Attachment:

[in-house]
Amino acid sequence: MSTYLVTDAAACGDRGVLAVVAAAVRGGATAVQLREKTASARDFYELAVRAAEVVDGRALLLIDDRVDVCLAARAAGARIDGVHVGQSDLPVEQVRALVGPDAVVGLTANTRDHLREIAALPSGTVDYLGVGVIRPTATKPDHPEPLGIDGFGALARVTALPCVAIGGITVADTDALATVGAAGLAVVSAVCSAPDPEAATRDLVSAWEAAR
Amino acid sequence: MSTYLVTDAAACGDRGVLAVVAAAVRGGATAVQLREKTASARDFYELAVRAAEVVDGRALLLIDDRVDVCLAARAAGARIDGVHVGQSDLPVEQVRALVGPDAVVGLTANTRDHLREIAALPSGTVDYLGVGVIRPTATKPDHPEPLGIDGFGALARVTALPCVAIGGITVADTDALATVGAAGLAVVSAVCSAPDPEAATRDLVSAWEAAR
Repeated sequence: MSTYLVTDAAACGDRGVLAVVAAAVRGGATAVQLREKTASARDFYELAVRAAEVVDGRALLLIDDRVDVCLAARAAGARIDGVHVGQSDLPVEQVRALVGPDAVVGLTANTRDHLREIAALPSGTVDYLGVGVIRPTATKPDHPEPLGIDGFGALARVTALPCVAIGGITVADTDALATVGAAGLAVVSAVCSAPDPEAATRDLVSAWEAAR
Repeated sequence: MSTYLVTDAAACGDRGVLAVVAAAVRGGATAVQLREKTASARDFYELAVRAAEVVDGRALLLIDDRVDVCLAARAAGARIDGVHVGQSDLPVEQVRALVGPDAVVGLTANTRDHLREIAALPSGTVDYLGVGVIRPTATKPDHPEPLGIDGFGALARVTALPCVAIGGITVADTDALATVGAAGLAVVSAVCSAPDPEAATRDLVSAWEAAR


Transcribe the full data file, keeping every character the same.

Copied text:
[in-house]
Amino acid sequence: MSTYLVTDAAACGDRGVLAVVAAAVRGGATAVQLREKTASARDFYELAVRAAEVVDGRALLLIDDRVDVCLAARAAGARIDGVHVGQSDLPVEQVRALVGPDAVVGLTANTRDHLREIAALPSGTVDYLGVGVIRPTATKPDHPEPLGIDGFGALARVTALPCVAIGGITVADTDALATVGAAGLAVVSAVCSAPDPEAATRDLVSAWEAAR
Amino acid sequence: MSTYLVTDAAACGDRGVLAVVAAAVRGGATAVQLREKTASARDFYELAVRAAEVVDGRALLLIDDRVDVCLAARAAGARIDGVHVGQSDLPVEQVRALVGPDAVVGLTANTRDHLREIAALPSGTVDYLGVGVIRPTATKPDHPEPLGIDGFGALARVTALPCVAIGGITVADTDALATVGAAGLAVVSAVCSAPDPEAATRDLVSAWEAAR
Repeated sequence: MSTYLVTDAAACGDRGVLAVVAAAVRGGATAVQLREKTASARDFYELAVRAAEVVDGRALLLIDDRVDVCLAARAAGARIDGVHVGQSDLPVEQVRALVGPDAVVGLTANTRDHLREIAALPSGTVDYLGVGVIRPTATKPDHPEPLGIDGFGALARVTALPCVAIGGITVADTDALATVGAAGLAVVSAVCSAPDPEAATRDLVSAWEAAR
Repeated sequence: MSTYLVTDAAACGDRGVLAVVAAAVRGGATAVQLREKTASARDFYELAVRAAEVVDGRALLLIDDRVDVCLAARAAGARIDGVHVGQSDLPVEQVRALVGPDAVVGLTANTRDHLREIAALPSGTVDYLGVGVIRPTATKPDHPEPLGIDGFGALARVTALPCVAIGGITVADTDALATVGAAGLAVVSAVCSAPDPEAATRDLVSAWEAAR